All the ills of mankind, all the tragic misfortunes that fill the history books, all the political blunders, all the failures of the great leaders have arisen merely from a lack of skill at dancing.

Unbroken happiness is a bore: it should have ups and downs.

I want people to be sincere; a man of honor shouldn’t speak a single word that doesn’t come straight from his heart.

I have the fault of being a little more sincere than is proper.

Of all the noises known to man, opera is the most expensive.

The duty of comedy is to correct men by amusing them.

One ought to look a good deal at oneself before thinking of condemning others.

We must take the good with the bad because the good when it’s good is so very good, that the bad when it’s bad isn’t so bad!

There is something inexpressibly charming in falling in love and, surely, the whole pleasure lies in the fact that love isn’t lasting.

So that we can transition into talk about food I will add:

I live on good soup, not on fine words.

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It’s often said that fine French cuisine began in the time of Molière with the publication of Le cuisinier françois by Pierre François La Varenne in 1651.  The full text in the original can be fond here — http://gallica.bnf.fr/ark:/12148/bpt6k114423k/f1.image  It’s not that hard to read if your French is halfway decent, and there are hundreds of recipes to choose from that look a lot like modern French recipes.  La Varenne’s work was the first to set down in writing the considerable culinary innovations achieved in France in the 17th century, particularly in the court of Louis XIV, while codifying food preparation in a systematic manner, according to rules and principles. He introduced the first bisque and Béchamel sauce, for example, he replaced crumbled bread with roux as the base for sauces, and lard with butter. You can also find the first usage of terms such as bouquet garni, fonds de cuisine (stocks) and reductions, and the use of egg-whites for clarifying stocks. It also contains the earliest recipe in print for mille-feuille. The cooking of vegetables is considered at some length, which was unusual for the times because vegetables previously were not popular. In a fragrant sauce for asparagus there is evidence of an early form of hollandaise sauce: “make a sauce with good fresh butter, a little vinegar, salt, and nutmeg, and an egg yolk to bind the sauce; take care that it doesn’t curdle…”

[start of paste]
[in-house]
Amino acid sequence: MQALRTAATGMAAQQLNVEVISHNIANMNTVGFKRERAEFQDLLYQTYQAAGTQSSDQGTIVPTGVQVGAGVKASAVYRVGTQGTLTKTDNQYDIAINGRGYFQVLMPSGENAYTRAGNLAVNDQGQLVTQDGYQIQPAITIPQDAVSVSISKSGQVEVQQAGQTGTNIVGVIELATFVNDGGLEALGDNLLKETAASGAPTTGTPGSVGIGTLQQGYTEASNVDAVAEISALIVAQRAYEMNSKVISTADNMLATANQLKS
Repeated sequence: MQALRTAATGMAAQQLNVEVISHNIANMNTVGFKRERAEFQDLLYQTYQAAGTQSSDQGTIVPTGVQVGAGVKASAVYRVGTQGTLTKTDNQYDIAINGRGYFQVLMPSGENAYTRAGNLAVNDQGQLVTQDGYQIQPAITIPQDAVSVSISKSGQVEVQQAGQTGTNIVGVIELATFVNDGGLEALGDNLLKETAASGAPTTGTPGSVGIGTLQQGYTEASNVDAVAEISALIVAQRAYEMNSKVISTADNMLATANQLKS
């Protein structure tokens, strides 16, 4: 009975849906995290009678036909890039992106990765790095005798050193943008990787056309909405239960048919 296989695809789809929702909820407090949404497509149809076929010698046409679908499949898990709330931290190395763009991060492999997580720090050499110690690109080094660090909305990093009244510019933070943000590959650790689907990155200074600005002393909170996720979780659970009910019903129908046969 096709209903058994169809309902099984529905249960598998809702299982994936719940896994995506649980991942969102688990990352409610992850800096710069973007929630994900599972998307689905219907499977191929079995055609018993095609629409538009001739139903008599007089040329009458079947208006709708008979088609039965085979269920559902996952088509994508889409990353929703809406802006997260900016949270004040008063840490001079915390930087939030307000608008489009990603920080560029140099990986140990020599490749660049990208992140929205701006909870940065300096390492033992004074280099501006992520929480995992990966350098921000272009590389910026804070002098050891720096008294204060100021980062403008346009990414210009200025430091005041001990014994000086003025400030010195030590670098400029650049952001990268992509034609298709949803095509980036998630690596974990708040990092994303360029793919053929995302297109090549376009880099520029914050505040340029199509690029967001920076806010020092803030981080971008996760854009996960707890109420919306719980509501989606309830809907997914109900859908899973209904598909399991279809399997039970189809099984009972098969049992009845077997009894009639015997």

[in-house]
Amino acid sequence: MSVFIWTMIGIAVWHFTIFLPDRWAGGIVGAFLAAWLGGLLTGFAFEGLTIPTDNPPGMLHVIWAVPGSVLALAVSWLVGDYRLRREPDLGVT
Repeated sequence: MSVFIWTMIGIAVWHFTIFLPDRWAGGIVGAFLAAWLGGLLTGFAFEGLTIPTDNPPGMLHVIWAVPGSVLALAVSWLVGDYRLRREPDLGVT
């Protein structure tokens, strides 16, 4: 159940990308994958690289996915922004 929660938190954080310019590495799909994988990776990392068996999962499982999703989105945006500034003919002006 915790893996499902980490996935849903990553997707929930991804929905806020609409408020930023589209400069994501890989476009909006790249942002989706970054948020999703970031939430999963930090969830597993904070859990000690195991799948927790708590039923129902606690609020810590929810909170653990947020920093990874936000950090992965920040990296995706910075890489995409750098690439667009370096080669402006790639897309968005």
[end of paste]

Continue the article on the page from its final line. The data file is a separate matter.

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Here’s my adaptation of Varenne’s recipe for garden peas, which were a fad in 17th century France. This makes an excellent side dish. The peas should be seasonal and freshly shucked.

Varenne’s Garden Peas

Ingredients

3 cups freshly shucked garden peas
3 tbsp butter
2 oz rendered pork fat or bacon fat
1 head of lettuce
finely chopped chives
1 sprig fresh thyme, leaves separated from the staly
salt and pepper
fresh nutmeg
2 tbsp rich beef broth
¼ cup crème fraîche

Instructions

Break off the tough outer leaves of the lettuce and plunge the head in boiling water for a few seconds to blanch it. Immediately drain it and dry it thoroughly with paper towels. Then chop it to a size that suits you.

Heat the butter and pork fat (or bacon fat) in a large skillet over medium-low hear until the butter has melted. Add the peas and stir them so that they are all covered in butter and fat. Add the other ingredients, except for the crème fraîche, and simmer, covered, until the peas are just cooked. Uncover, stir in the crème fraîche, heat for a minute, and serve.

Nov 302016